15- Kerry Von Erich. If it was the 1980s and you were in Dallas you loved the Cowboys, the t.v. show Dallas, and the Von Erichs. David, Kerry's older brother, was the best performer inside the squared circle, but Kerry's popularity was staggering. Texas Stadium filled up to watch him beat Ric Flair back in 1984. The Von Erich story is as sad as it gets, though. Six brothers and only Kevin is still alive. Three Von Erichs committed suicide.

16- Tully Blanchard. Remember the kid in high school who wasn't the best athlete but thought he was and made sure he told everyone so? That was Tully Blanchard. His slingsghot suplex was a thing of beauty.

17- The Undertaker. Vince McMahon has come up with some horrible gimmicks: turning Terry Taylor into the "Red Rooster," Duke"The Dumpster"Drocie (think garbage man), the Repo Man and so on. But when he took "Mean" Mark Callous who looked pretty grim and stoic most of the time and paired him up with Percy Pringle (a licensed mortician) you got the greatest gimmick in the history of pro wrestling. Throw in some eerie music and rename Pringle "Paul Bearer" and you've got someone who exceeded all expectations. Creative genius was at work with this one.

18- The Iron Sheik. Strong, with very good amature wrestling moves. Sheik was truly from Iran and wrestled in the Olympics and the Pan-Am Games in 1972. He got the fans to hate his guts, which means that he also helped to "put over" the good guys like Hogan and Sgt. Slaughter. I'll never forget when Sheik got hit in the face with an ice cream while his tag team partner, Nikolai Volkoff, sang the Russian National Anthem at Madison Square Garden.

19- Psycho Sid. More powerful than Hogan, but a better technical wrestler. The "psycho" moniker stemmed from a real-life incident in which a drunken Sid tried to stab an equally inebriated Arn Anderson in a hotel room with a pair of scissors. I saw Sid wrestler four guys once and he threw them all around like they were the proverbial sack of potatoes. His two reigns as World Champ between 1995 and 1997 are regarded as the most successful in the history of the W.W.E. Rumors persist that he is headed back to the W.W.E.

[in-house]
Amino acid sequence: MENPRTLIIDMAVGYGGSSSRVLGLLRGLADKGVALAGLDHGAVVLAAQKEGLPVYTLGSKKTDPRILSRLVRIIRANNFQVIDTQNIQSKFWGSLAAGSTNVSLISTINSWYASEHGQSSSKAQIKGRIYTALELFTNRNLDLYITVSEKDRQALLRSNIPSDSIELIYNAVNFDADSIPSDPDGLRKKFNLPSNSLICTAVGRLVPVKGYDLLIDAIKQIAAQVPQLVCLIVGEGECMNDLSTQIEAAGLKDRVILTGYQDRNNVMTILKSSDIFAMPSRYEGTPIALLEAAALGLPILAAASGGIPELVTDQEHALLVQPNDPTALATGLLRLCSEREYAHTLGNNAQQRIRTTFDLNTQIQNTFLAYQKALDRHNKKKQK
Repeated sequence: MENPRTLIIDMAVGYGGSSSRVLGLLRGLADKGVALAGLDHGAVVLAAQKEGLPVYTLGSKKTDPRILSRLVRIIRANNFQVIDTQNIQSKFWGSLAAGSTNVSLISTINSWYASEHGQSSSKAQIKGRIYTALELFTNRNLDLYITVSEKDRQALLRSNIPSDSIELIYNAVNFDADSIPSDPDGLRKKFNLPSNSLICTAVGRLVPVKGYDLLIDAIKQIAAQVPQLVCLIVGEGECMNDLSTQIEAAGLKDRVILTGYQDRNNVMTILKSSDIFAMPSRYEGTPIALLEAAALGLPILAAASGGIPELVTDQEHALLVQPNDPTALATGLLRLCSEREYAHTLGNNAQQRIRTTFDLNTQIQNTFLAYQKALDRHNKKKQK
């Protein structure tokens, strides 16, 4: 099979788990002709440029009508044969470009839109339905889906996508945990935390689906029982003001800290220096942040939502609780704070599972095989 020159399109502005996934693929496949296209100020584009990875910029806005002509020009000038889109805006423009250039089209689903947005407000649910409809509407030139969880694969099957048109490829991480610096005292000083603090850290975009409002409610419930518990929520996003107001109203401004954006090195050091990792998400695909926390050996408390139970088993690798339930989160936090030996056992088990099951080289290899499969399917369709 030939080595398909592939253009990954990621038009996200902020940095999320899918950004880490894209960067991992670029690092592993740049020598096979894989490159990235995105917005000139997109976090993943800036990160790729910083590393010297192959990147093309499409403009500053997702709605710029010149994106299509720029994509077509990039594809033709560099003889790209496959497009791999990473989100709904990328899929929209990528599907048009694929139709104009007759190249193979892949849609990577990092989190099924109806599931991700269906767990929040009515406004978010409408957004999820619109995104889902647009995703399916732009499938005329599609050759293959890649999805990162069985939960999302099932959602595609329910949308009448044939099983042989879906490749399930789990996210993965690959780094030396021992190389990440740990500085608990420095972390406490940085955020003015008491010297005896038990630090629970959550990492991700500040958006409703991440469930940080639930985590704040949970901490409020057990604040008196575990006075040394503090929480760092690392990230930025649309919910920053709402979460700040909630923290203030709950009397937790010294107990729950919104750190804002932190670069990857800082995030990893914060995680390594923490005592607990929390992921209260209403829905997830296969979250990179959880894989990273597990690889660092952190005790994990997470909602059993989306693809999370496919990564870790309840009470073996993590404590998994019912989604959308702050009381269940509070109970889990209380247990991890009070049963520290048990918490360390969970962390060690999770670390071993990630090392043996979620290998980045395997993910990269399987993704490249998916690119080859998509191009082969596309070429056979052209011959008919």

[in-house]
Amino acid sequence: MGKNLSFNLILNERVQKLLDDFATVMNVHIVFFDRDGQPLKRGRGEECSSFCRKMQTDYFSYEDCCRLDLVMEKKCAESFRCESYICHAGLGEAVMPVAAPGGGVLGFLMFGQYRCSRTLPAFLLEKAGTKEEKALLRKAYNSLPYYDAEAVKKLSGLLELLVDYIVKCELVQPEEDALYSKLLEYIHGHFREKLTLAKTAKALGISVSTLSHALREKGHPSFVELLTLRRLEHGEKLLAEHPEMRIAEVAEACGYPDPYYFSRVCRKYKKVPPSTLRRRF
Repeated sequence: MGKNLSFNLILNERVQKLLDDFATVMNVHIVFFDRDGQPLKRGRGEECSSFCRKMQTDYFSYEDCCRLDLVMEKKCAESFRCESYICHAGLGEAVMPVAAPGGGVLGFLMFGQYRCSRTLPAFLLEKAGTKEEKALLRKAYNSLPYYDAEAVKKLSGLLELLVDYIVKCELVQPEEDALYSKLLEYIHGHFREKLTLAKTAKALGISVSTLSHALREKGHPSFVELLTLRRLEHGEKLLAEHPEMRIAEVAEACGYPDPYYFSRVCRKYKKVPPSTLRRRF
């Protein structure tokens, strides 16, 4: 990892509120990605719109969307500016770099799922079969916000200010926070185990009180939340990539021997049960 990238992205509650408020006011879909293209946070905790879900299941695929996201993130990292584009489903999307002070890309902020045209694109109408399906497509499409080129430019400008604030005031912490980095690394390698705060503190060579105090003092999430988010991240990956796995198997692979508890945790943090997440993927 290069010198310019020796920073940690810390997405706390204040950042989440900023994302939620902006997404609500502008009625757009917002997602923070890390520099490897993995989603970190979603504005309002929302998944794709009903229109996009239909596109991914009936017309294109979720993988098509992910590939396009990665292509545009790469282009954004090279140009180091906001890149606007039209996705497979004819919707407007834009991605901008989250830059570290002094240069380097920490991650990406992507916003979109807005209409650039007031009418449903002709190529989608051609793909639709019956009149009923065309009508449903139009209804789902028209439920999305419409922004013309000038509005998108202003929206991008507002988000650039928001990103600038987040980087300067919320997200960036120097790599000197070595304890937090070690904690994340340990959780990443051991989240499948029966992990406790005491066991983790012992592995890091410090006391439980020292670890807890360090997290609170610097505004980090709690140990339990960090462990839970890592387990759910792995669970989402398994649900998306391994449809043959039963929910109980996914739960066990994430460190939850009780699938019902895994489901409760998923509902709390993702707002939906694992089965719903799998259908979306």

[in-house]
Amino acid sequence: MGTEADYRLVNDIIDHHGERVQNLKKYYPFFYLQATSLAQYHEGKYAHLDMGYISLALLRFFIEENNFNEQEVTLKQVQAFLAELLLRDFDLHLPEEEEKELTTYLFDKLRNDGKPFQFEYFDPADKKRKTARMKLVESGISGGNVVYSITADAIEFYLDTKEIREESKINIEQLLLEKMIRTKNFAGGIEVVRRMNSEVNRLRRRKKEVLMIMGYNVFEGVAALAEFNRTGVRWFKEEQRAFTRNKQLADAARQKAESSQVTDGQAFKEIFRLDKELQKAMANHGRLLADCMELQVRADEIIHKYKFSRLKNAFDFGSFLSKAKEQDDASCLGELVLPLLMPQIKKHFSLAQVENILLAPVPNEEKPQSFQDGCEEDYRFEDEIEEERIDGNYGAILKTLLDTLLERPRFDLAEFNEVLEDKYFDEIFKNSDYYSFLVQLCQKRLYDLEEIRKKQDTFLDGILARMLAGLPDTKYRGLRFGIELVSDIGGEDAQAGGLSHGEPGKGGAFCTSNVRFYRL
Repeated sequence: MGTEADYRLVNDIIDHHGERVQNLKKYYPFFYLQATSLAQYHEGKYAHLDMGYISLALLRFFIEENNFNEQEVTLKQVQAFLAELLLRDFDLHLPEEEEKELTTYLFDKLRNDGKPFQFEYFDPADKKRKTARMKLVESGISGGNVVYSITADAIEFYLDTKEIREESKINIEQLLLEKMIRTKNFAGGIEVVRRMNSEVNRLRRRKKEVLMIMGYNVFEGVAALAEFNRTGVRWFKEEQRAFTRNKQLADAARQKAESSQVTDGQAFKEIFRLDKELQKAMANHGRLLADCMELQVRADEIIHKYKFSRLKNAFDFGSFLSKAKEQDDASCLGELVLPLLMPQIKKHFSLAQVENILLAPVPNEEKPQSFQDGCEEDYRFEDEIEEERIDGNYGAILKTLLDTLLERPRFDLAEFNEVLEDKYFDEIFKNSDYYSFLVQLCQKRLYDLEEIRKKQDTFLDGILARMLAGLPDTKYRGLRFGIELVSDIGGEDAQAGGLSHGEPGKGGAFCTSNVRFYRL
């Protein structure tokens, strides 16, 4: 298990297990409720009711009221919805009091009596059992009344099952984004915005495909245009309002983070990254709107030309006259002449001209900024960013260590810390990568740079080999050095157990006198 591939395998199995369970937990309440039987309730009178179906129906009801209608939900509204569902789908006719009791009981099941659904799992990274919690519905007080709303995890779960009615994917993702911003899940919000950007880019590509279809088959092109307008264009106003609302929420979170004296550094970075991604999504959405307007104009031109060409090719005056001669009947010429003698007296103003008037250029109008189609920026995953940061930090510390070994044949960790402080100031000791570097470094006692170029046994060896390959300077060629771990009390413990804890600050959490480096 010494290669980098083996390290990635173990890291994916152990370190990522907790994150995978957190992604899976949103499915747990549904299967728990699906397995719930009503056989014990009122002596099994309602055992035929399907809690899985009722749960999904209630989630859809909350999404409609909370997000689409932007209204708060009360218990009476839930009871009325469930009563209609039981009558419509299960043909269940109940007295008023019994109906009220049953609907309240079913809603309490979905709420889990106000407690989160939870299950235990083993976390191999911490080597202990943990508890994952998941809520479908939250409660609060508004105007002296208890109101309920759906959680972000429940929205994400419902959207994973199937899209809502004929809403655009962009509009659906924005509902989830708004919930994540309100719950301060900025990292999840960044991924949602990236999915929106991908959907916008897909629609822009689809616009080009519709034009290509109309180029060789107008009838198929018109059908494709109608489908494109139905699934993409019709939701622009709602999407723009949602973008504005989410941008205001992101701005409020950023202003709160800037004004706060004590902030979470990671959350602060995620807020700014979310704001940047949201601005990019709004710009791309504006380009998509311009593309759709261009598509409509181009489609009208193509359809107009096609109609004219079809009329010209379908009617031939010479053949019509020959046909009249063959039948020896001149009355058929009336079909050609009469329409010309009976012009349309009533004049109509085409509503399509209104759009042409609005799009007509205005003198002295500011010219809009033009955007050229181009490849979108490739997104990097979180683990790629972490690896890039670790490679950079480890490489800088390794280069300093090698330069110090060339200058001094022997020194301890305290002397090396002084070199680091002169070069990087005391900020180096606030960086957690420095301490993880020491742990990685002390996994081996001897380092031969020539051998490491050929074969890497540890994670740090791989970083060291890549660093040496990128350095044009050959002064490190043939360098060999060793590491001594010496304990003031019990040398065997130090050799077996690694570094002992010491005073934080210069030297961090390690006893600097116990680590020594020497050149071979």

20- Triple H. Reminds me of Sid in terms of wrestling ability. Great ring entrance. Has won the W.W.E. Championship 11 times. It's hard to find one great moment because Triple H puts on a great show almost every time out.

21- The Rock. Tremendous athlete who talks as well as anyone. Charisma almost as good as Hogan's. Had a great match with Hogan about five or six years ago.

22- Jerry"The King"Lawler. Lawler is the second most popular person in Memphis history. I remember him winning the A.W.A. World Title; you may remember his little spat with comedian Andy Kaufman.

23- Chris Jericho. All around great wrestler. The believability factor is very high with Y2J. Wrestled some spectacular matches in the old E.C.W.

24- "Stone Cold"Steve Austin. Eric Bischoff mistakenly made Steve Austin. The former head of W.C.W. fired "Stone Cold" by FedEx. An irate Austin moved on to E.C.W. and was told by head promoter, Paul Heyman that "he could say whatever he wanted." Giving free reign to Austin led to some of the best spoofs I've ever seen. Austin used his time in the land of extreme to perfect his "Stone Cold" attitude before going to the W.W.E. where he wrestled Jake Roberts, who had basically become a Bible thumper. After getting whupped by Austin, "Stone Cold" declared in an interview immediately after the bout that "Austin 3:16 says that I just kicked your ass." Thus, led to the sale of probably millions of t-shirts which say, "Austin 3:16."

25- The Sandman. O.K. this one is sort of for laughs, but here's the deal about this wild brawler. I went to E.C.W. wrestling in Middletown, N.Y. at some armory or such around 1997. I go up to the bar to get some drinks for me and a friend of mine, and there's a guy sitting at the bar wearing the E.C.W. World title around his waist, smoking a cigarette and nursing a beer. Oh yeah, his bamboo stick is also leaning against the bar. I made some regrettable remark, got my drinks, and never forgot that moment. Sandman was managed in E.C.W. by a beautiful young lady who simply went by the name, "Woman." You may know her better as the late Nancy Benoit.

Keep it in the Ring!